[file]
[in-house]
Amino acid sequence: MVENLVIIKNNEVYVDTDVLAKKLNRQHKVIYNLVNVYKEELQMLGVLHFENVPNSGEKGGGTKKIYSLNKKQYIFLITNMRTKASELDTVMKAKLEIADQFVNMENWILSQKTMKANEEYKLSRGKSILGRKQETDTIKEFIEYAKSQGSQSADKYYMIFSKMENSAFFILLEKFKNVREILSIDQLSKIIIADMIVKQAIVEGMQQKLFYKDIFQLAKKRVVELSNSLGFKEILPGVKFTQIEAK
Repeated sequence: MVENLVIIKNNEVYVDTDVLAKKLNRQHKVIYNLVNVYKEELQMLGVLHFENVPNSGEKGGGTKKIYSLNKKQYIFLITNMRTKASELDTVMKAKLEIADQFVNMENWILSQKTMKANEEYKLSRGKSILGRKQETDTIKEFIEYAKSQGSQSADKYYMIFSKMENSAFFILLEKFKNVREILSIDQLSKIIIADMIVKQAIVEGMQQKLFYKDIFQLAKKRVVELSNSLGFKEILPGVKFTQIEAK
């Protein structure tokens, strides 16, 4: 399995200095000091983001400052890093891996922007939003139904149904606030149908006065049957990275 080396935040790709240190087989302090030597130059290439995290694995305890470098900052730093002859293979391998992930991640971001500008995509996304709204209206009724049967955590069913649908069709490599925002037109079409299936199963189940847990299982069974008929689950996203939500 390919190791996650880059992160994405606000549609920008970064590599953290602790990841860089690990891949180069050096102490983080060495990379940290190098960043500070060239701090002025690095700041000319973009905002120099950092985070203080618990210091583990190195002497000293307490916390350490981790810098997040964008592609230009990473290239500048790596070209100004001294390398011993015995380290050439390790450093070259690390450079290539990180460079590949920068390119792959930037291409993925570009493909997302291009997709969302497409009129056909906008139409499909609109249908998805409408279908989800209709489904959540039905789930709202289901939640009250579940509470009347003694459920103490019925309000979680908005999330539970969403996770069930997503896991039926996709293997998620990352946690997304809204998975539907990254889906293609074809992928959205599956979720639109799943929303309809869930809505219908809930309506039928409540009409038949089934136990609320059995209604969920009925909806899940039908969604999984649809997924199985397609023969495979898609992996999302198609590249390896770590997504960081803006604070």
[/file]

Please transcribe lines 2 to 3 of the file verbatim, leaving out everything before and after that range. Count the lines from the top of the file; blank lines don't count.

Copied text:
Amino acid sequence: MVENLVIIKNNEVYVDTDVLAKKLNRQHKVIYNLVNVYKEELQMLGVLHFENVPNSGEKGGGTKKIYSLNKKQYIFLITNMRTKASELDTVMKAKLEIADQFVNMENWILSQKTMKANEEYKLSRGKSILGRKQETDTIKEFIEYAKSQGSQSADKYYMIFSKMENSAFFILLEKFKNVREILSIDQLSKIIIADMIVKQAIVEGMQQKLFYKDIFQLAKKRVVELSNSLGFKEILPGVKFTQIEAK
Repeated sequence: MVENLVIIKNNEVYVDTDVLAKKLNRQHKVIYNLVNVYKEELQMLGVLHFENVPNSGEKGGGTKKIYSLNKKQYIFLITNMRTKASELDTVMKAKLEIADQFVNMENWILSQKTMKANEEYKLSRGKSILGRKQETDTIKEFIEYAKSQGSQSADKYYMIFSKMENSAFFILLEKFKNVREILSIDQLSKIIIADMIVKQAIVEGMQQKLFYKDIFQLAKKRVVELSNSLGFKEILPGVKFTQIEAK